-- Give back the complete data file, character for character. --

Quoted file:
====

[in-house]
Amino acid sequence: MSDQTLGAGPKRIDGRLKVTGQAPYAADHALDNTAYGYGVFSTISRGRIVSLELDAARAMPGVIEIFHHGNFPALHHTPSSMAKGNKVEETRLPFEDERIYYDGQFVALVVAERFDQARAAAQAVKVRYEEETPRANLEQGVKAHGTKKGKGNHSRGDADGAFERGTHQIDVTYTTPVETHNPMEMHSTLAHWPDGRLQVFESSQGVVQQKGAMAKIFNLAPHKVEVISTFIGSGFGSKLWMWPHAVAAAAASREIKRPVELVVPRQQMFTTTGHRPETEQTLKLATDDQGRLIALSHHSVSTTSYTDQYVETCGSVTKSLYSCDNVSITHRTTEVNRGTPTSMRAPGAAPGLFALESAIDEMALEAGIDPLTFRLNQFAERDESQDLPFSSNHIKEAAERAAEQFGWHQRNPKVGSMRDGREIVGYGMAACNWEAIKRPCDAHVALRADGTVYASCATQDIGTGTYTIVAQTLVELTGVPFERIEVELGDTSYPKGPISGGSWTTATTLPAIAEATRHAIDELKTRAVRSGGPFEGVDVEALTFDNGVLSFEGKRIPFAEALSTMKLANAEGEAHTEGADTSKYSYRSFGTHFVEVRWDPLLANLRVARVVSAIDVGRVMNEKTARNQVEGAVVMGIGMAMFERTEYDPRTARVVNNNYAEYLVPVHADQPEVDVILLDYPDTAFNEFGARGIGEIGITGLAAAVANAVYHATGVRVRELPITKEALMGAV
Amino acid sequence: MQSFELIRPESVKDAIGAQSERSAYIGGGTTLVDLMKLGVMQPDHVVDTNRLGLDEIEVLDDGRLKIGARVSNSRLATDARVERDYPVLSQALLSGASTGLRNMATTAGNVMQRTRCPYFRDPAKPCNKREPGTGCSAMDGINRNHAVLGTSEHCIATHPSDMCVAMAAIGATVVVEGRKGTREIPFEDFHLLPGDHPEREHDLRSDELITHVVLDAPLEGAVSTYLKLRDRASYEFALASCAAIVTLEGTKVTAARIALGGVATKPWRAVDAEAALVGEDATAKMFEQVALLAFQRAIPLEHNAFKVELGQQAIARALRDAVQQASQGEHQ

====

[in-house]
Amino acid sequence: MSDQTLGAGPKRIDGRLKVTGQAPYAADHALDNTAYGYGVFSTISRGRIVSLELDAARAMPGVIEIFHHGNFPALHHTPSSMAKGNKVEETRLPFEDERIYYDGQFVALVVAERFDQARAAAQAVKVRYEEETPRANLEQGVKAHGTKKGKGNHSRGDADGAFERGTHQIDVTYTTPVETHNPMEMHSTLAHWPDGRLQVFESSQGVVQQKGAMAKIFNLAPHKVEVISTFIGSGFGSKLWMWPHAVAAAAASREIKRPVELVVPRQQMFTTTGHRPETEQTLKLATDDQGRLIALSHHSVSTTSYTDQYVETCGSVTKSLYSCDNVSITHRTTEVNRGTPTSMRAPGAAPGLFALESAIDEMALEAGIDPLTFRLNQFAERDESQDLPFSSNHIKEAAERAAEQFGWHQRNPKVGSMRDGREIVGYGMAACNWEAIKRPCDAHVALRADGTVYASCATQDIGTGTYTIVAQTLVELTGVPFERIEVELGDTSYPKGPISGGSWTTATTLPAIAEATRHAIDELKTRAVRSGGPFEGVDVEALTFDNGVLSFEGKRIPFAEALSTMKLANAEGEAHTEGADTSKYSYRSFGTHFVEVRWDPLLANLRVARVVSAIDVGRVMNEKTARNQVEGAVVMGIGMAMFERTEYDPRTARVVNNNYAEYLVPVHADQPEVDVILLDYPDTAFNEFGARGIGEIGITGLAAAVANAVYHATGVRVRELPITKEALMGAV
Amino acid sequence: MQSFELIRPESVKDAIGAQSERSAYIGGGTTLVDLMKLGVMQPDHVVDTNRLGLDEIEVLDDGRLKIGARVSNSRLATDARVERDYPVLSQALLSGASTGLRNMATTAGNVMQRTRCPYFRDPAKPCNKREPGTGCSAMDGINRNHAVLGTSEHCIATHPSDMCVAMAAIGATVVVEGRKGTREIPFEDFHLLPGDHPEREHDLRSDELITHVVLDAPLEGAVSTYLKLRDRASYEFALASCAAIVTLEGTKVTAARIALGGVATKPWRAVDAEAALVGEDATAKMFEQVALLAFQRAIPLEHNAFKVELGQQAIARALRDAVQQASQGEHQ